Many thanks to Lucia Martinez and Rebecca Plasencia, her pro bono counsel, for sharing their story. Thanks also to the participants of the 2011 Emerging Immigration Scholars and Teachers Conference and the 2011 Northeast People of Color and Conference of Asian American Law Faculty Workshop for their helpful feedback during the early stages of this article. I would also like to thank Professors Melissa Breger, Leigh Goodmark, Keith Hirokawa, Deborah Kearns, Theo Liebmann, Kathryn Loncarich, Mary Lynch, and Christian Sundquist for their thoughtful consideration and careful review of earlier drafts. James DelBelso and Jeffrey Murphy provided valuable research assistance.
Special Issue Articles
Unintended and Unavoidable: The Failure to Protect Rule and Its Consequences for Undocumented Parents and Their Children
Article first published online: 26 OCT 2012
© 2012 Association of Family and Conciliation Courts
Family Court Review
Volume 50, Issue 4, pages 580–593, October 2012
How to Cite
Rogerson, S. (2012), Unintended and Unavoidable: The Failure to Protect Rule and Its Consequences for Undocumented Parents and Their Children. Family Court Review, 50: 580–593. doi: 10.1111/j.1744-1617.2012.01477.x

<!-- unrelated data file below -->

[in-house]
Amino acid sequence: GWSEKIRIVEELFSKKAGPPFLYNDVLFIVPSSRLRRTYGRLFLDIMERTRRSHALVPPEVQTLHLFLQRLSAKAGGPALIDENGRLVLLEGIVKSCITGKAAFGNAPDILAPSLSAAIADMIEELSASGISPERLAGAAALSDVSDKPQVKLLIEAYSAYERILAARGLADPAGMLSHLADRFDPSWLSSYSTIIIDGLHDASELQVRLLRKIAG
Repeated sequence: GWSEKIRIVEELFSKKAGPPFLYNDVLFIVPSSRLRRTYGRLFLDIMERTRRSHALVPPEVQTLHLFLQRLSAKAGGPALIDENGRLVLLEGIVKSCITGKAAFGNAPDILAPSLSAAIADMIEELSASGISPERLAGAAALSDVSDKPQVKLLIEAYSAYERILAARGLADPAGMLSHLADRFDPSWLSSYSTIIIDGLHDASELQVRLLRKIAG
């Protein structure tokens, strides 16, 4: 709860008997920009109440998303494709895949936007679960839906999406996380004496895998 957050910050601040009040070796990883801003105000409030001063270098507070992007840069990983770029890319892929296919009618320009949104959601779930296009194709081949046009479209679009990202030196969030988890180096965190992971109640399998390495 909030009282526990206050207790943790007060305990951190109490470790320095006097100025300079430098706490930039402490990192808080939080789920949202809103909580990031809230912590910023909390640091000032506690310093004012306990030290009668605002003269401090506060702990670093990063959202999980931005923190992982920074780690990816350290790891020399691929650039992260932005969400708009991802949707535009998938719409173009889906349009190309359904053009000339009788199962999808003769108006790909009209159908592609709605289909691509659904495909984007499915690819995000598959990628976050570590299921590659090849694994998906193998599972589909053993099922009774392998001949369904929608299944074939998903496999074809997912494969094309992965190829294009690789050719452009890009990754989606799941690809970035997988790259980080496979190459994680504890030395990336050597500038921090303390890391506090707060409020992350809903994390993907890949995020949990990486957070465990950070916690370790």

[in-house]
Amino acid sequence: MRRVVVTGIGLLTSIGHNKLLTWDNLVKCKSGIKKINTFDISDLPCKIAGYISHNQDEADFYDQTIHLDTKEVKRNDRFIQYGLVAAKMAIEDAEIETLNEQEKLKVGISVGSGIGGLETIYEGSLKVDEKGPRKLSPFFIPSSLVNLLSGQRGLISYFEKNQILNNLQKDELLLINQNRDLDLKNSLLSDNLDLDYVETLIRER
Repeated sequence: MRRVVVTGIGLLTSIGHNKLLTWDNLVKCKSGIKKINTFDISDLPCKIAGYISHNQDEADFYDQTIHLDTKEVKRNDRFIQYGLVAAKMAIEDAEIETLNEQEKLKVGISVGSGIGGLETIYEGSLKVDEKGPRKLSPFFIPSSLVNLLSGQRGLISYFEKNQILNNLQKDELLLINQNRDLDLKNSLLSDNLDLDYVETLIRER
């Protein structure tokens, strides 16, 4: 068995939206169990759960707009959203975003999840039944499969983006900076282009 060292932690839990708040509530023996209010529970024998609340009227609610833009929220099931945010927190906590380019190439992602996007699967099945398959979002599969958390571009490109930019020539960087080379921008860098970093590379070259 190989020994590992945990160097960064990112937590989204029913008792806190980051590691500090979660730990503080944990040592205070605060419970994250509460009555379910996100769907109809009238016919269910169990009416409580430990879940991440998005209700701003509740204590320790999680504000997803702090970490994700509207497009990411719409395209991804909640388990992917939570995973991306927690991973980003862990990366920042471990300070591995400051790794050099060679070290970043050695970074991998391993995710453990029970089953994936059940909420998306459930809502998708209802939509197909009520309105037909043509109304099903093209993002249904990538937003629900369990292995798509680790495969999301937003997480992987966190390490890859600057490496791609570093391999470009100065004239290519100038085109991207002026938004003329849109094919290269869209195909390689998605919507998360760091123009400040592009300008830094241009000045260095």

- Issue published online: 26 OCT 2012
- Article first published online: 26 OCT 2012
- Family Unity;
Parents without immigration status in the United States regularly face the threat of deportation and separation from their children. When an undocumented parent is brought to the attention of law enforcement through the child welfare system, they also face the potential of the loss of legal custodial rights to their children. The child welfare system and immigration enforcement mechanisms operate independent of one another with little regard for how actions in one can impact a parent's legal rights in the other, often permanently separating children from their parents. This article examines the particular issue of undocumented parents who are charged with the failure to protect their children from witnessing or otherwise experiencing abuse committed by a third party. It explores how such a charge, whether founded or unfounded, can result in loss of eligibility for immigration relief to which the undocumented parent would otherwise be entitled, as well as deportation of the parent and permanent separation of parent and child. These issues are situated within the larger context of the normative guideposts of both family and immigration law, namely, the best interests of the child and family unity. It identifies issues for further academic inquiry as well as tips for practitioners who may represent undocumented parents in either the family or immigration systems.
- Learn about the potential consequences under family law and immigration law when an undocumented parent's child is abused by a third party
- Gain strategies for planning with undocumented parents to avoid the loss of the custody of their children in the event of a sudden deportation
- Be able to identify and address particular concerns for clients who are undocumented victims of domestic violence